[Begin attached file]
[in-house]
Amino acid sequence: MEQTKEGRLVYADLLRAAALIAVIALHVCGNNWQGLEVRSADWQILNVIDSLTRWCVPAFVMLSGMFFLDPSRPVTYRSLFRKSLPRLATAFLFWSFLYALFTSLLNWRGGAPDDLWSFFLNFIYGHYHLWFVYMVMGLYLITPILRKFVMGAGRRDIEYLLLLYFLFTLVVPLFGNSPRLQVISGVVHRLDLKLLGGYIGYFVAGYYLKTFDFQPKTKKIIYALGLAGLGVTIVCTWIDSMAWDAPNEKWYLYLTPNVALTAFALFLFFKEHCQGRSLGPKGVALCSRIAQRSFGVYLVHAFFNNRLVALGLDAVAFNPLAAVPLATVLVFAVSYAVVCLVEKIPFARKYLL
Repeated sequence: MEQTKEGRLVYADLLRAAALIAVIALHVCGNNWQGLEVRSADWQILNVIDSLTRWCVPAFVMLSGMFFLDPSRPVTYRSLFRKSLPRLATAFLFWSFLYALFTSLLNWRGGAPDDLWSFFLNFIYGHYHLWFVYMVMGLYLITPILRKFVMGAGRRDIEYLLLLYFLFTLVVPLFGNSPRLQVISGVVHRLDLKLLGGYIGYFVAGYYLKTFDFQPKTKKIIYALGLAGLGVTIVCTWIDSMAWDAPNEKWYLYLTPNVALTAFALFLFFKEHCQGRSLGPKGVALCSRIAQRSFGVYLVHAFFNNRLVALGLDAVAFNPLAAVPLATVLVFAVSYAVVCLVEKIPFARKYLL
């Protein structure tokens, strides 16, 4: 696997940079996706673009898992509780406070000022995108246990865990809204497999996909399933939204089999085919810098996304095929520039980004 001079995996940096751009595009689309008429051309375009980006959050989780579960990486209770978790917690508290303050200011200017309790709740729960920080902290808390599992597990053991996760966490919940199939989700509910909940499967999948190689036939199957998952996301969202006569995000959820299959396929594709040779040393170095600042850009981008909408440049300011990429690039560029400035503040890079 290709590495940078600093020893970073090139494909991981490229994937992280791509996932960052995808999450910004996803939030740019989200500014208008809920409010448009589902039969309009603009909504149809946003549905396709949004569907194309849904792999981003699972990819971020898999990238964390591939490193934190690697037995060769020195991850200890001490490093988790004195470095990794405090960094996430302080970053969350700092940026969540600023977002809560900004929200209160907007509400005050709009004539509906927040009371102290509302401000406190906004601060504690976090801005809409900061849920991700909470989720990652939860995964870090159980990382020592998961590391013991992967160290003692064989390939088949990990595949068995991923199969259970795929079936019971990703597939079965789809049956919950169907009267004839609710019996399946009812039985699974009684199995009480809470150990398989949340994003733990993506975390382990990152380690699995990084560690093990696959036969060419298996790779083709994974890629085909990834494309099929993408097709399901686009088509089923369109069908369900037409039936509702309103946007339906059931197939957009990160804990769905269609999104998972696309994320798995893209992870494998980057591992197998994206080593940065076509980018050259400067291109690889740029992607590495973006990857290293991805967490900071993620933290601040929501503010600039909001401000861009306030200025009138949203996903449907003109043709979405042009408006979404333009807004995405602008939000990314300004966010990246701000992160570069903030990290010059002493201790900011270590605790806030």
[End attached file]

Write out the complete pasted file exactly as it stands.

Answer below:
[in-house]
Amino acid sequence: MEQTKEGRLVYADLLRAAALIAVIALHVCGNNWQGLEVRSADWQILNVIDSLTRWCVPAFVMLSGMFFLDPSRPVTYRSLFRKSLPRLATAFLFWSFLYALFTSLLNWRGGAPDDLWSFFLNFIYGHYHLWFVYMVMGLYLITPILRKFVMGAGRRDIEYLLLLYFLFTLVVPLFGNSPRLQVISGVVHRLDLKLLGGYIGYFVAGYYLKTFDFQPKTKKIIYALGLAGLGVTIVCTWIDSMAWDAPNEKWYLYLTPNVALTAFALFLFFKEHCQGRSLGPKGVALCSRIAQRSFGVYLVHAFFNNRLVALGLDAVAFNPLAAVPLATVLVFAVSYAVVCLVEKIPFARKYLL
Repeated sequence: MEQTKEGRLVYADLLRAAALIAVIALHVCGNNWQGLEVRSADWQILNVIDSLTRWCVPAFVMLSGMFFLDPSRPVTYRSLFRKSLPRLATAFLFWSFLYALFTSLLNWRGGAPDDLWSFFLNFIYGHYHLWFVYMVMGLYLITPILRKFVMGAGRRDIEYLLLLYFLFTLVVPLFGNSPRLQVISGVVHRLDLKLLGGYIGYFVAGYYLKTFDFQPKTKKIIYALGLAGLGVTIVCTWIDSMAWDAPNEKWYLYLTPNVALTAFALFLFFKEHCQGRSLGPKGVALCSRIAQRSFGVYLVHAFFNNRLVALGLDAVAFNPLAAVPLATVLVFAVSYAVVCLVEKIPFARKYLL
């Protein structure tokens, strides 16, 4: 696997940079996706673009898992509780406070000022995108246990865990809204497999996909399933939204089999085919810098996304095929520039980004 001079995996940096751009595009689309008429051309375009980006959050989780579960990486209770978790917690508290303050200011200017309790709740729960920080902290808390599992597990053991996760966490919940199939989700509910909940499967999948190689036939199957998952996301969202006569995000959820299959396929594709040779040393170095600042850009981008909408440049300011990429690039560029400035503040890079 290709590495940078600093020893970073090139494909991981490229994937992280791509996932960052995808999450910004996803939030740019989200500014208008809920409010448009589902039969309009603009909504149809946003549905396709949004569907194309849904792999981003699972990819971020898999990238964390591939490193934190690697037995060769020195991850200890001490490093988790004195470095990794405090960094996430302080970053969350700092940026969540600023977002809560900004929200209160907007509400005050709009004539509906927040009371102290509302401000406190906004601060504690976090801005809409900061849920991700909470989720990652939860995964870090159980990382020592998961590391013991992967160290003692064989390939088949990990595949068995991923199969259970795929079936019971990703597939079965789809049956919950169907009267004839609710019996399946009812039985699974009684199995009480809470150990398989949340994003733990993506975390382990990152380690699995990084560690093990696959036969060419298996790779083709994974890629085909990834494309099929993408097709399901686009088509089923369109069908369900037409039936509702309103946007339906059931197939957009990160804990769905269609999104998972696309994320798995893209992870494998980057591992197998994206080593940065076509980018050259400067291109690889740029992607590495973006990857290293991805967490900071993620933290601040929501503010600039909001401000861009306030200025009138949203996903449907003109043709979405042009408006979404333009807004995405602008939000990314300004966010990246701000992160570069903030990290010059002493201790900011270590605790806030």